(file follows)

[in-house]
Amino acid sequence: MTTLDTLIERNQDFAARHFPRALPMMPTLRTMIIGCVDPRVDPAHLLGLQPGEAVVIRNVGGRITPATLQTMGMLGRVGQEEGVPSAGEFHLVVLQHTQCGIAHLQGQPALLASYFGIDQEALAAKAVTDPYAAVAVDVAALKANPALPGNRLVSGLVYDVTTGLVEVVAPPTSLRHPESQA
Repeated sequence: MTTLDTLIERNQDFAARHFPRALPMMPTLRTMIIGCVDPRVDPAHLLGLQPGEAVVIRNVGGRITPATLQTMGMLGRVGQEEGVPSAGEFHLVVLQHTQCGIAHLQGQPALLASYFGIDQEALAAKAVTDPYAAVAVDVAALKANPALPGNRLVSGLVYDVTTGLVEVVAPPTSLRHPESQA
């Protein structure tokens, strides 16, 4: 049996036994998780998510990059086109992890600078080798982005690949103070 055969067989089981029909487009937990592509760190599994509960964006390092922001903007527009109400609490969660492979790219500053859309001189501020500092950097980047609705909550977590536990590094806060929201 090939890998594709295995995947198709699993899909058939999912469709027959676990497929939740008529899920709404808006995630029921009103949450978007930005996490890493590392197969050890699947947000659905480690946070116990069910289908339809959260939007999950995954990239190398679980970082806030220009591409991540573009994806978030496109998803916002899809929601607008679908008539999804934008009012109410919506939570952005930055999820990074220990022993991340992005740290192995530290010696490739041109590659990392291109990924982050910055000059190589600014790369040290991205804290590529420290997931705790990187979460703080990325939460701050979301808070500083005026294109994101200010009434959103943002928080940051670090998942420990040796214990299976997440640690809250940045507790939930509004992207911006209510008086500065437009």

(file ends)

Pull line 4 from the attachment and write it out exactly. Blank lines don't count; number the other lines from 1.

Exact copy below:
């Protein structure tokens, strides 16, 4: 049996036994998780998510990059086109992890600078080798982005690949103070 055969067989089981029909487009937990592509760190599994509960964006390092922001903007527009109400609490969660492979790219500053859309001189501020500092950097980047609705909550977590536990590094806060929201 090939890998594709295995995947198709699993899909058939999912469709027959676990497929939740008529899920709404808006995630029921009103949450978007930005996490890493590392197969050890699947947000659905480690946070116990069910289908339809959260939007999950995954990239190398679980970082806030220009591409991540573009994806978030496109998803916002899809929601607008679908008539999804934008009012109410919506939570952005930055999820990074220990022993991340992005740290192995530290010696490739041109590659990392291109990924982050910055000059190589600014790369040290991205804290590529420290997931705790990187979460703080990325939460701050979301808070500083005026294109994101200010009434959103943002928080940051670090998942420990040796214990299976997440640690809250940045507790939930509004992207911006209510008086500065437009």